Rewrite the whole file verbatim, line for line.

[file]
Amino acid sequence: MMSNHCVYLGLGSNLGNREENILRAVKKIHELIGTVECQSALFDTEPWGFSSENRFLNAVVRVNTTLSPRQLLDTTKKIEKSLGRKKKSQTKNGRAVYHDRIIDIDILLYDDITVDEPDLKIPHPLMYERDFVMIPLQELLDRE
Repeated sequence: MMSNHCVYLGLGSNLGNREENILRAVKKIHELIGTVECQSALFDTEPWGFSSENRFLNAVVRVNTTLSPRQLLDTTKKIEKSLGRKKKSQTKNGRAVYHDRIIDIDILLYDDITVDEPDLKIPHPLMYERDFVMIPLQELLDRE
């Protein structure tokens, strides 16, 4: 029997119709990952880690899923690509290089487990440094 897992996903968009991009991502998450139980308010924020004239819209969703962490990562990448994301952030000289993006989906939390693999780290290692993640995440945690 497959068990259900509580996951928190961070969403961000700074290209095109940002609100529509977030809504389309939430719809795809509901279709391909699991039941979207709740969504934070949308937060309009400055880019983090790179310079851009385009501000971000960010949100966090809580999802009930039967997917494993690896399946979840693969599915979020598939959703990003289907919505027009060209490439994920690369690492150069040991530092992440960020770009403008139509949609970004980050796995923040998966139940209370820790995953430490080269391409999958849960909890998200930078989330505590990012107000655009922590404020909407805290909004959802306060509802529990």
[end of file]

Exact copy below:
Amino acid sequence: MMSNHCVYLGLGSNLGNREENILRAVKKIHELIGTVECQSALFDTEPWGFSSENRFLNAVVRVNTTLSPRQLLDTTKKIEKSLGRKKKSQTKNGRAVYHDRIIDIDILLYDDITVDEPDLKIPHPLMYERDFVMIPLQELLDRE
Repeated sequence: MMSNHCVYLGLGSNLGNREENILRAVKKIHELIGTVECQSALFDTEPWGFSSENRFLNAVVRVNTTLSPRQLLDTTKKIEKSLGRKKKSQTKNGRAVYHDRIIDIDILLYDDITVDEPDLKIPHPLMYERDFVMIPLQELLDRE
């Protein structure tokens, strides 16, 4: 029997119709990952880690899923690509290089487990440094 897992996903968009991009991502998450139980308010924020004239819209969703962490990562990448994301952030000289993006989906939390693999780290290692993640995440945690 497959068990259900509580996951928190961070969403961000700074290209095109940002609100529509977030809504389309939430719809795809509901279709391909699991039941979207709740969504934070949308937060309009400055880019983090790179310079851009385009501000971000960010949100966090809580999802009930039967997917494993690896399946979840693969599915979020598939959703990003289907919505027009060209490439994920690369690492150069040991530092992440960020770009403008139509949609970004980050796995923040998966139940209370820790995953430490080269391409999958849960909890998200930078989330505590990012107000655009922590404020909407805290909004959802306060509802529990």